Velocipedes (the rider straddled a bar between two wheels and provided motive power by pushing of the ground with his feet) were being raced on shell roads on the city's outskirts as early as 1869. Ordinaries, bicycles with tall front wheels, hence the name "highwheelers" arrived in the Crescent City around 1880 spawning the birth of the New Orleans Bicycle Club in 1880. The club, composed mostly of "men of affairs of fairly high standing," built a spacious club house with a bowling alley on the corner of Prytania and Valance in 1889.
But as in the rest of the nation, the appeal of riding highwheelers was limited to young, and wealthy (ordinaries could cost as much as $200) men who found the dangers of riding the big wheel fast part of cycling's appeal.
Bicycle racing was the focus of the sport in New Orleans even with the introduction of the safety bicycle (rear wheel driven by a chain, wheels same size) in the 1880's. Riders with national standings raced in the Crescent City, sometimes drawing thousands of spectators. A cement track was built at the intersection of Carrollton and Tulane.
However bruising fights with the League of American Wheelmen, bicycle racings' sanctioning body at the time, over who was or was not a professional, racial segregation and Sunday bicycling, deflated interest in the sport in the city. Somers reports that by 1892 cyclists had eschewed the racing scene and were (GASP!) using their "steel steeds" almost exclusively for necessary transportation, "contented to pedal to and from their places of business."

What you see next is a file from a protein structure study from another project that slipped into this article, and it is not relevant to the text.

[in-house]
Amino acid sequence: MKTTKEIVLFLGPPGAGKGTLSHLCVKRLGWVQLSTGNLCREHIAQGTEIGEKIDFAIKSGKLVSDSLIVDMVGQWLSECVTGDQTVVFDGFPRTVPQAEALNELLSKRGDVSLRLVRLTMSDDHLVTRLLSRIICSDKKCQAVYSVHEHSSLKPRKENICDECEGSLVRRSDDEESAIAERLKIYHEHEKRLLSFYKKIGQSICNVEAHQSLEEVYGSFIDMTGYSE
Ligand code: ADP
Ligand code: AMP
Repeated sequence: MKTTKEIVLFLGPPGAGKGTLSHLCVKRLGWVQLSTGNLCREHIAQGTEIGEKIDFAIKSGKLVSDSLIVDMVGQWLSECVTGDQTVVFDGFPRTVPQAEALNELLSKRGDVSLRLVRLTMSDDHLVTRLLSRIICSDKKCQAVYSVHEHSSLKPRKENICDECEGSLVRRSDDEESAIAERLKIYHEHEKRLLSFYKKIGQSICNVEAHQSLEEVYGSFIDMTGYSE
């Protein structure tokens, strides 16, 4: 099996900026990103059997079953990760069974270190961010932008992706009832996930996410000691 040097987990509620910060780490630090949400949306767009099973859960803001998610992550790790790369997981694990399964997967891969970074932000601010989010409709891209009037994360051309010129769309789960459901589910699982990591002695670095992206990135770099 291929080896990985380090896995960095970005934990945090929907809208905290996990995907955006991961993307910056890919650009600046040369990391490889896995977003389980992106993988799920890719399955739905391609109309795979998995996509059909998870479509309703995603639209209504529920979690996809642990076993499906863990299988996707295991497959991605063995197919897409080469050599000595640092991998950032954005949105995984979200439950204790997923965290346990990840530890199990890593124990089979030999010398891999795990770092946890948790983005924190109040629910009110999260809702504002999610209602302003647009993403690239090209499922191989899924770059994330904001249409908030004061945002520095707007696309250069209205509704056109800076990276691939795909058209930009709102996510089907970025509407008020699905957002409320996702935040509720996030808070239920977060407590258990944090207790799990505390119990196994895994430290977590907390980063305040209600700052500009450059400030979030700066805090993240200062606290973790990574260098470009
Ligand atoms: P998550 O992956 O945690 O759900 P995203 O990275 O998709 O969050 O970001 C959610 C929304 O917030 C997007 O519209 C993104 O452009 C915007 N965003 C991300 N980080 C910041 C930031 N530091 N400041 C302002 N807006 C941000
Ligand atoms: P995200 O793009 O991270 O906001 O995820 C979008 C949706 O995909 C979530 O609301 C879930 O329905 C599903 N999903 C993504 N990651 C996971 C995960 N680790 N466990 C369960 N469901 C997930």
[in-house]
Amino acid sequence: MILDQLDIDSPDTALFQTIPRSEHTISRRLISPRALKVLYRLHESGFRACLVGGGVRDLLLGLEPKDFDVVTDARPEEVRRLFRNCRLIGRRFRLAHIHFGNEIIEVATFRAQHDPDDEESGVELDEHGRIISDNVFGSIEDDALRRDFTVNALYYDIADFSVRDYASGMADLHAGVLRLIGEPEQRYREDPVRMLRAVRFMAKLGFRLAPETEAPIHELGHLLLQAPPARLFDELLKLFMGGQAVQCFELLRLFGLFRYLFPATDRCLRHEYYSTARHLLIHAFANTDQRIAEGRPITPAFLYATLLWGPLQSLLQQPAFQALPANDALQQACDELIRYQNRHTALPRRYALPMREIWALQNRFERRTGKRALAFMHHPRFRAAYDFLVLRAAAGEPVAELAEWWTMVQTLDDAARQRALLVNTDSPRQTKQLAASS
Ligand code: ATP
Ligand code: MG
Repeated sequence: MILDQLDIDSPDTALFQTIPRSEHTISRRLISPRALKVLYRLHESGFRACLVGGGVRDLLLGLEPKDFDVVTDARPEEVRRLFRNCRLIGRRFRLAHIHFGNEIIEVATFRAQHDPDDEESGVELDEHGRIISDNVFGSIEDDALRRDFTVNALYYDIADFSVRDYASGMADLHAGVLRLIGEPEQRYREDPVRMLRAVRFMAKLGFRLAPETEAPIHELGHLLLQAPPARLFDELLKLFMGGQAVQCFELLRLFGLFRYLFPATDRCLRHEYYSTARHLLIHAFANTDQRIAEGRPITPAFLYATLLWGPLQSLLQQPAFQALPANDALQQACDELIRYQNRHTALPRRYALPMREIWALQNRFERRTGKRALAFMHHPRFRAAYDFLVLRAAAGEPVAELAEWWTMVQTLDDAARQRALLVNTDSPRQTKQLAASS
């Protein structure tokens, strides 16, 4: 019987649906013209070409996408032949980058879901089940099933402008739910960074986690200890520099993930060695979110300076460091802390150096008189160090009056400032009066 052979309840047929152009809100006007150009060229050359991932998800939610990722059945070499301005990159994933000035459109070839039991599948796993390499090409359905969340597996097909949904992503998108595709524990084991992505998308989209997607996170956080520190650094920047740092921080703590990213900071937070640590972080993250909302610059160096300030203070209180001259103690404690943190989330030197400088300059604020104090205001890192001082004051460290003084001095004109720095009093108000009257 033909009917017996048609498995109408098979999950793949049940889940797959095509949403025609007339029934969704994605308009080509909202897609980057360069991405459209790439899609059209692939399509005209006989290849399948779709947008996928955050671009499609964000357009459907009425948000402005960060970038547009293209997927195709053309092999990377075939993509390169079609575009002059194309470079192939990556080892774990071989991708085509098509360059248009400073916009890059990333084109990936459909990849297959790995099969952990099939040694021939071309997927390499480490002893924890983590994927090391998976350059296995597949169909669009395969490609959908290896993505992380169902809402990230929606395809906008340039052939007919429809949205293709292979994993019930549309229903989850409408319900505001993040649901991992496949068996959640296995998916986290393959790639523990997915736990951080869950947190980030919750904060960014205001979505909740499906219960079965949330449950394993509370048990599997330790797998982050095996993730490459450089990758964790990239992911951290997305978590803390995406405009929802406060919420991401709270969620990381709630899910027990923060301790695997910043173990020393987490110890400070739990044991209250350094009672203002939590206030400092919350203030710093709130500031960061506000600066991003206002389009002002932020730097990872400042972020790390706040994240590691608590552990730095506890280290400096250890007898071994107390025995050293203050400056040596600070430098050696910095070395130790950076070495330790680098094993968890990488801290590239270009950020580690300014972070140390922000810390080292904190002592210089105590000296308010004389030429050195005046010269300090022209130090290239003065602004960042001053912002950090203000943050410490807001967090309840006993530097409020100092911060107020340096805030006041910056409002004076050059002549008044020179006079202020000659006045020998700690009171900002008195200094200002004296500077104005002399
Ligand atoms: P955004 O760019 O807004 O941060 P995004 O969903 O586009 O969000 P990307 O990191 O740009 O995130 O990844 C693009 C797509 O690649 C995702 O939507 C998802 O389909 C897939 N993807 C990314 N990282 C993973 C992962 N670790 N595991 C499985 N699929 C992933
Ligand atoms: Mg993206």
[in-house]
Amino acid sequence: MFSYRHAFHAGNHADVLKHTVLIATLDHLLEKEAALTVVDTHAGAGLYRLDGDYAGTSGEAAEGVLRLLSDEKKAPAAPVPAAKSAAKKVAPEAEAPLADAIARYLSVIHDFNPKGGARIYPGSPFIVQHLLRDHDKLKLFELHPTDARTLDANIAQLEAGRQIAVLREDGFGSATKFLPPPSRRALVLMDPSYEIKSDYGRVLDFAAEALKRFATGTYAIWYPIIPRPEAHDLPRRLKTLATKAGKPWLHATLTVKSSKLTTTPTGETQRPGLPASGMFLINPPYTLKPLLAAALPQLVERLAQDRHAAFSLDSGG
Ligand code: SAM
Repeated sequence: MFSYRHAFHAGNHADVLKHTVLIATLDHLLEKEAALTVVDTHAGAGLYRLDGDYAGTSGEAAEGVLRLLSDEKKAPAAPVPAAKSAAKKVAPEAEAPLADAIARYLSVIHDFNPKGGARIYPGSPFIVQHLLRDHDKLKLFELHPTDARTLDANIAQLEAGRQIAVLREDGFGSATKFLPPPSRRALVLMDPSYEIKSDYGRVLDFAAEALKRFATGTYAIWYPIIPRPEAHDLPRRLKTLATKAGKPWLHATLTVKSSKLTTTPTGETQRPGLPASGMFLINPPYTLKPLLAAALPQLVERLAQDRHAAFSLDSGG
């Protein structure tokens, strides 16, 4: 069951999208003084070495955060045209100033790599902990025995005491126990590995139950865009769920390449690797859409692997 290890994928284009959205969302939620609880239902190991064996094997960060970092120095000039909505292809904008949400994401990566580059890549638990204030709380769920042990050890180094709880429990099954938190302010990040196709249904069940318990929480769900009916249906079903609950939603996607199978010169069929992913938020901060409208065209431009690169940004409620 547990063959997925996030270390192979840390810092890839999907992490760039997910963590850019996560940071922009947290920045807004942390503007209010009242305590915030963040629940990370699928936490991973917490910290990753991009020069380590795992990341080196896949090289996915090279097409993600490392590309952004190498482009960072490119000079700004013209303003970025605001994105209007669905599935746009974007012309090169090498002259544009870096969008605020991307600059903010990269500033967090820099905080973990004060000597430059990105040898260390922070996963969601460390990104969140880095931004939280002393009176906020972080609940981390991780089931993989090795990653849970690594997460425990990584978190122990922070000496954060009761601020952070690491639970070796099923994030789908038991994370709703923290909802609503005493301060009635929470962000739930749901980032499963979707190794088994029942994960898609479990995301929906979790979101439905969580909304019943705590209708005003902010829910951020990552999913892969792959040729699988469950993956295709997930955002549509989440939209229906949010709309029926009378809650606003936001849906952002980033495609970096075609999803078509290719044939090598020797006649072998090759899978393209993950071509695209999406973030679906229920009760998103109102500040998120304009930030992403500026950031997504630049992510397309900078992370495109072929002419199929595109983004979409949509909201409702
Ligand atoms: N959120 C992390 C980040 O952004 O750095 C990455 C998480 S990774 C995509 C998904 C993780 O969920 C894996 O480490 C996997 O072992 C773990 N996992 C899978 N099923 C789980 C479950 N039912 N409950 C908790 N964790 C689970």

Bicycling rebounded to a new peak of interest in the city around 1895 when news reports claimed the dozen or so bicycle dealers in New Orleans were selling as many as 5,000 bicycles in a three-month period. The revival surpassed anything the city had witnessed before with some cycle clubs fielding 700 members. The majority of the riders participated in "pleasure riding" defined as Sunday bicycle excursions to Bay St. Louis, MS, Abita Springs, LA and Baton Rouge, LA and in the after-ride dances.
Then, as now, not everyone was thrilled with bicyclists on the roadways. There were instances of physical attacks of cyclists and times dogs were set upon riders in rural areas. "Road hogs," carriage drivers who would not allow packs of riders to pass on narrow shell roads were a constant aggravation for cyclists of the day.
In 1890 the state legislature recognized cyclist's right to the road conferring "the same rights on the public highways of this state as are prescribed by law in the cases of persons using carriages drawn by horses," but this did little to make riders welcome on public roads. About this time laws were passed in New Orleans requiring cyclists to keep at least one hand on the handlebars at all times, stay to the right and use lanterns when riding at night.
Cycling was a boon to the status of women who soon viewed the sport as "the symbol of emancipated womanhood." Cycling was the catalyst for significant changes in what was socially allowable in dress and behavior for women in the 1890's. Split skirts and "bloomers" became accepted female attire. One New Orleans female offered this advice to be accepted socially when cycling; "...never, never chew gum, conduct yourself altogether in a ladylike manner and sensible people will not shake their heads in disapproval when you ride."
Good advice in any age.